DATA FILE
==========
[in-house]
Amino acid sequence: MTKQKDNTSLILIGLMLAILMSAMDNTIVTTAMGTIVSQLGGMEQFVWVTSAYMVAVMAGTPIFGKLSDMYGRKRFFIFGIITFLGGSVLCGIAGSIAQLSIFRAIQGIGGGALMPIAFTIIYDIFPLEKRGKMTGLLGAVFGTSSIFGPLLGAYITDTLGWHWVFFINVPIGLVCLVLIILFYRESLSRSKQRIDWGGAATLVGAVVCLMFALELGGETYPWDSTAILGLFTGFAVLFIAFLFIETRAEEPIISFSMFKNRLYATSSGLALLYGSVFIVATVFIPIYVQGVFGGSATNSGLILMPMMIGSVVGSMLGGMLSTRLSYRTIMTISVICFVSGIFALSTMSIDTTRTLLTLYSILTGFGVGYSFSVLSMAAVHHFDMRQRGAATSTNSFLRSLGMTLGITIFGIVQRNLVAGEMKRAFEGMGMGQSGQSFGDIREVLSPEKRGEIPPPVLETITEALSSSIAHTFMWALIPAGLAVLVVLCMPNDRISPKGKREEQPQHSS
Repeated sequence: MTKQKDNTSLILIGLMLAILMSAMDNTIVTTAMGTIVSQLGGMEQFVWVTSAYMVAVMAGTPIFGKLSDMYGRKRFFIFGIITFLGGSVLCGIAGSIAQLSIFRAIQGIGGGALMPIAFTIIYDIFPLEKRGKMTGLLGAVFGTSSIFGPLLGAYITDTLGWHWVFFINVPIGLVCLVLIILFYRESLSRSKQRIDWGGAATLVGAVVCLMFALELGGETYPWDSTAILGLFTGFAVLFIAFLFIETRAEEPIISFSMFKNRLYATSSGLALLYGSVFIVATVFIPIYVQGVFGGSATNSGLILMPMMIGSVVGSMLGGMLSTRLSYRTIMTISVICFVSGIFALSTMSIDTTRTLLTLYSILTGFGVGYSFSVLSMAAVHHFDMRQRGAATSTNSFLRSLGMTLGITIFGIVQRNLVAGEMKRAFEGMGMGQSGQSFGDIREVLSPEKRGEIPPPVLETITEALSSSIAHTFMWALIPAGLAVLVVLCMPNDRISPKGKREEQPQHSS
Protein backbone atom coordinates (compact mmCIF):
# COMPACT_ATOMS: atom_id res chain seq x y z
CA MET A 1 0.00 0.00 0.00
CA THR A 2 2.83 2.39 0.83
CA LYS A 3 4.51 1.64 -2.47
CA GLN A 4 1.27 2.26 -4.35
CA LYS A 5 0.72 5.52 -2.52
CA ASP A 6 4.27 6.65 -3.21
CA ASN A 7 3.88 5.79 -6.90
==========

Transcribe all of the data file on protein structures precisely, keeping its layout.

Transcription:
[in-house]
Amino acid sequence: MTKQKDNTSLILIGLMLAILMSAMDNTIVTTAMGTIVSQLGGMEQFVWVTSAYMVAVMAGTPIFGKLSDMYGRKRFFIFGIITFLGGSVLCGIAGSIAQLSIFRAIQGIGGGALMPIAFTIIYDIFPLEKRGKMTGLLGAVFGTSSIFGPLLGAYITDTLGWHWVFFINVPIGLVCLVLIILFYRESLSRSKQRIDWGGAATLVGAVVCLMFALELGGETYPWDSTAILGLFTGFAVLFIAFLFIETRAEEPIISFSMFKNRLYATSSGLALLYGSVFIVATVFIPIYVQGVFGGSATNSGLILMPMMIGSVVGSMLGGMLSTRLSYRTIMTISVICFVSGIFALSTMSIDTTRTLLTLYSILTGFGVGYSFSVLSMAAVHHFDMRQRGAATSTNSFLRSLGMTLGITIFGIVQRNLVAGEMKRAFEGMGMGQSGQSFGDIREVLSPEKRGEIPPPVLETITEALSSSIAHTFMWALIPAGLAVLVVLCMPNDRISPKGKREEQPQHSS
Repeated sequence: MTKQKDNTSLILIGLMLAILMSAMDNTIVTTAMGTIVSQLGGMEQFVWVTSAYMVAVMAGTPIFGKLSDMYGRKRFFIFGIITFLGGSVLCGIAGSIAQLSIFRAIQGIGGGALMPIAFTIIYDIFPLEKRGKMTGLLGAVFGTSSIFGPLLGAYITDTLGWHWVFFINVPIGLVCLVLIILFYRESLSRSKQRIDWGGAATLVGAVVCLMFALELGGETYPWDSTAILGLFTGFAVLFIAFLFIETRAEEPIISFSMFKNRLYATSSGLALLYGSVFIVATVFIPIYVQGVFGGSATNSGLILMPMMIGSVVGSMLGGMLSTRLSYRTIMTISVICFVSGIFALSTMSIDTTRTLLTLYSILTGFGVGYSFSVLSMAAVHHFDMRQRGAATSTNSFLRSLGMTLGITIFGIVQRNLVAGEMKRAFEGMGMGQSGQSFGDIREVLSPEKRGEIPPPVLETITEALSSSIAHTFMWALIPAGLAVLVVLCMPNDRISPKGKREEQPQHSS
Protein backbone atom coordinates (compact mmCIF):
# COMPACT_ATOMS: atom_id res chain seq x y z
CA MET A 1 0.00 0.00 0.00
CA THR A 2 2.83 2.39 0.83
CA LYS A 3 4.51 1.64 -2.47
CA GLN A 4 1.27 2.26 -4.35
CA LYS A 5 0.72 5.52 -2.52
CA ASP A 6 4.27 6.65 -3.21
CA ASN A 7 3.88 5.79 -6.90